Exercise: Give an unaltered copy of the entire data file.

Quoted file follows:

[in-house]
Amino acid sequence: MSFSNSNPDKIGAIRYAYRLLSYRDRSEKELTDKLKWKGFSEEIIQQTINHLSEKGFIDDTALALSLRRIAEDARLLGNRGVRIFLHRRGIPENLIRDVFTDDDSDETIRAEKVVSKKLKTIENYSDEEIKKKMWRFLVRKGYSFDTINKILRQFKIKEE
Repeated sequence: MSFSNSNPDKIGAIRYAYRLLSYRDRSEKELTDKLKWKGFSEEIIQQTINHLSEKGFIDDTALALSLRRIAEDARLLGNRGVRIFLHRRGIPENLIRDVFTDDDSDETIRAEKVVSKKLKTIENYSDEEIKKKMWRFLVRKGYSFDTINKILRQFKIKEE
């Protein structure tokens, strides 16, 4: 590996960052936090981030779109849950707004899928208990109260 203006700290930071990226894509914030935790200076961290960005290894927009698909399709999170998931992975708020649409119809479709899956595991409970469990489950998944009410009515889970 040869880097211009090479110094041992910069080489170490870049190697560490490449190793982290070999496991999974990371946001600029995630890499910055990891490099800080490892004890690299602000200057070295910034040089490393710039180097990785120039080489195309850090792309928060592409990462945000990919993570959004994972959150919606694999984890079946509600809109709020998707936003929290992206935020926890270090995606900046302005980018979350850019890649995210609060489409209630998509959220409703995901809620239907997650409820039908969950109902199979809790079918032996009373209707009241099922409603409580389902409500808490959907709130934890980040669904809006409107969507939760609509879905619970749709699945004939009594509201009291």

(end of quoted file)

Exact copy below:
[in-house]
Amino acid sequence: MSFSNSNPDKIGAIRYAYRLLSYRDRSEKELTDKLKWKGFSEEIIQQTINHLSEKGFIDDTALALSLRRIAEDARLLGNRGVRIFLHRRGIPENLIRDVFTDDDSDETIRAEKVVSKKLKTIENYSDEEIKKKMWRFLVRKGYSFDTINKILRQFKIKEE
Repeated sequence: MSFSNSNPDKIGAIRYAYRLLSYRDRSEKELTDKLKWKGFSEEIIQQTINHLSEKGFIDDTALALSLRRIAEDARLLGNRGVRIFLHRRGIPENLIRDVFTDDDSDETIRAEKVVSKKLKTIENYSDEEIKKKMWRFLVRKGYSFDTINKILRQFKIKEE
């Protein structure tokens, strides 16, 4: 590996960052936090981030779109849950707004899928208990109260 203006700290930071990226894509914030935790200076961290960005290894927009698909399709999170998931992975708020649409119809479709899956595991409970469990489950998944009410009515889970 040869880097211009090479110094041992910069080489170490870049190697560490490449190793982290070999496991999974990371946001600029995630890499910055990891490099800080490892004890690299602000200057070295910034040089490393710039180097990785120039080489195309850090792309928060592409990462945000990919993570959004994972959150919606694999984890079946509600809109709020998707936003929290992206935020926890270090995606900046302005980018979350850019890649995210609060489409209630998509959220409703995901809620239907997650409820039908969950109902199979809790079918032996009373209707009241099922409603409580389902409500808490959907709130934890980040669904809006409107969507939760609509879905619970749709699945004939009594509201009291």